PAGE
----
According to Lorenzen-Strait, ICE has taken steps over the past several years to ensure LGBTQ sensitivity within the agency. "Several years ago, we made a commitment to LGBT issues and the department formed an LGBT working group that looked at equities for employees and for people who had come into contact with DHS," he said. "We have made considerable efforts to ensure that—at any time during the ICE process of encountering, detaining or removing an individual who identifies as lesbian, gay, bisexual or transgender—[they receive] the utmost attention."

Lorenzen-Strait went on to describe a risk classification assessment developed by the agency in 2010 and rolled out in 2012 for use during detainee processing. "We assess someone with a very sophisticated methodology that's both computer and person based," he said. "Immigration and criminal history and humanitarian equities [are used] in order for us to determine whether or not to release or detain somebody. For the first time, we're asking questions about whether or not they have been victimized by persecution or torture. With the LBTQ community, we're asking if they've experienced discrimination or abuse based on their sexual orientation or gender identity. We ask if they fear being placed with a particular gender while being housed in a detention facility meaning, do they identify as male or female?"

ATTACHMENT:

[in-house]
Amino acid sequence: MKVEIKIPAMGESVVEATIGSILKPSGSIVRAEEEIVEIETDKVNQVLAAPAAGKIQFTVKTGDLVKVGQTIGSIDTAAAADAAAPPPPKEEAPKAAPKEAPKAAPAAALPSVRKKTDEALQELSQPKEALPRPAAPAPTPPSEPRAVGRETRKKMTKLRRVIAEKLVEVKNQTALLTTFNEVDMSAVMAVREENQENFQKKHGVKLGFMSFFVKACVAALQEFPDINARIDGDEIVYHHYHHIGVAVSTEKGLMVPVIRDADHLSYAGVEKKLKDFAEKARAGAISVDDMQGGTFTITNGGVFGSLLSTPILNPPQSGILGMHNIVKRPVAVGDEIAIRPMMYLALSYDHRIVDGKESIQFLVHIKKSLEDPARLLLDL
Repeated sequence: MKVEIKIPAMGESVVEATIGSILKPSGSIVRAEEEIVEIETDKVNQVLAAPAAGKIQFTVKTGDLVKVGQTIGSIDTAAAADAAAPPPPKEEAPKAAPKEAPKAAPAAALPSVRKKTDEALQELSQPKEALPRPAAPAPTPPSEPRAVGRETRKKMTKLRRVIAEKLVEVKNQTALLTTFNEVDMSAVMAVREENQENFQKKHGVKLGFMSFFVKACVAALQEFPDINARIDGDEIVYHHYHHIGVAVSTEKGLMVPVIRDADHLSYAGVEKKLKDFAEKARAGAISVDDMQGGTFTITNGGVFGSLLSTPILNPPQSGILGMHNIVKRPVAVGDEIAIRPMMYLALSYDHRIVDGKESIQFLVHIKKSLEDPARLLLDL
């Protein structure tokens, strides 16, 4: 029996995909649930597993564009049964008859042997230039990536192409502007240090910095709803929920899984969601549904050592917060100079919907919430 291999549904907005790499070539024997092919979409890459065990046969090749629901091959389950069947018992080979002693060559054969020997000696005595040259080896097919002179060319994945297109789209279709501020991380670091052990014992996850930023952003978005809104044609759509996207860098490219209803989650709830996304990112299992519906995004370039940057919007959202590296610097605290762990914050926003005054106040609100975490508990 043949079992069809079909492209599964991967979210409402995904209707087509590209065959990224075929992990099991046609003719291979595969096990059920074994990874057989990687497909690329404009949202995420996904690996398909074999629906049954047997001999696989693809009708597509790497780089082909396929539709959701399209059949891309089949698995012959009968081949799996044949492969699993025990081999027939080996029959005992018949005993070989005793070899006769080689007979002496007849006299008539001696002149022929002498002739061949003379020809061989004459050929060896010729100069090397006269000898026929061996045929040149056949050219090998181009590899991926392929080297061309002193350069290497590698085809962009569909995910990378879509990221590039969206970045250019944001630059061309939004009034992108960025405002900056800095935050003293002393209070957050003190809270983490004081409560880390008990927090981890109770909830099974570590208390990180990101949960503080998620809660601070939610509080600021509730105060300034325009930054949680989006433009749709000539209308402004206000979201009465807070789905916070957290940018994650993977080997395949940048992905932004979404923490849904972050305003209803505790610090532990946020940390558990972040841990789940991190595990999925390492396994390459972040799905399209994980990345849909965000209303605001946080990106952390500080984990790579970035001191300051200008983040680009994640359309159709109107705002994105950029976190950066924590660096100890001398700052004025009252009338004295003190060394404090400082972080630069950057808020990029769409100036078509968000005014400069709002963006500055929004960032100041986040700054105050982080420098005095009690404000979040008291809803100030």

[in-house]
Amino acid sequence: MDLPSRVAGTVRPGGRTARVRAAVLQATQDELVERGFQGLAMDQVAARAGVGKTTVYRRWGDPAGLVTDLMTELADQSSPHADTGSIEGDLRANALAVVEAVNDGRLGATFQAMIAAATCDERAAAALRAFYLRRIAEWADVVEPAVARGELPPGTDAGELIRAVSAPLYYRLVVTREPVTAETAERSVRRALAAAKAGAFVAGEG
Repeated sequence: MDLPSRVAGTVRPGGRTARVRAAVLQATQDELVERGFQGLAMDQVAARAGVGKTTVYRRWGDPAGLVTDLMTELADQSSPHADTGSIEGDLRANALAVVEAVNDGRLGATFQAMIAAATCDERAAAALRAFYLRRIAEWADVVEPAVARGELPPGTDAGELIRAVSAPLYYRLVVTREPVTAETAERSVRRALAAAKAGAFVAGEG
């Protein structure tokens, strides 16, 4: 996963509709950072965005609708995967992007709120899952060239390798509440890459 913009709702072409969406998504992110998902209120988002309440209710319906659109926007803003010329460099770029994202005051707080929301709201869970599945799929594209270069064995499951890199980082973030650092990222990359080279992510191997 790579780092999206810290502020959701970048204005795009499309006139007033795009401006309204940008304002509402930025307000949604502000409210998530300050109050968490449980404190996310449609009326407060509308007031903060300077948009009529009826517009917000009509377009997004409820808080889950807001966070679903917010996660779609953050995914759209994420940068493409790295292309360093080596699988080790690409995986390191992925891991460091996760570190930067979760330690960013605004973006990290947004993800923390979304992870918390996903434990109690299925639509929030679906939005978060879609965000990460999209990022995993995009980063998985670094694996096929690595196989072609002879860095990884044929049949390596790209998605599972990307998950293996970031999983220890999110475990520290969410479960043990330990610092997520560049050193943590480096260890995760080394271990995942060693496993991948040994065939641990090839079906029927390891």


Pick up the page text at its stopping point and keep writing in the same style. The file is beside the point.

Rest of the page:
He insisted that ICE takes an individual's gender identity into account rather than the gender marker on a piece of identification and that the agency's working groups were established alongside the National Center for Transgender Equality. "We take a holistic approach to these individuals," he said. "We want to be on the forefront of transgender issues because it's very important that we look at people as they present."

However, Lorenzen-Strait admitted the agency still has a great deal of work to be done. For example, many LGBT immigration advocates have requested that transgender women be placed in women's housing while in detention.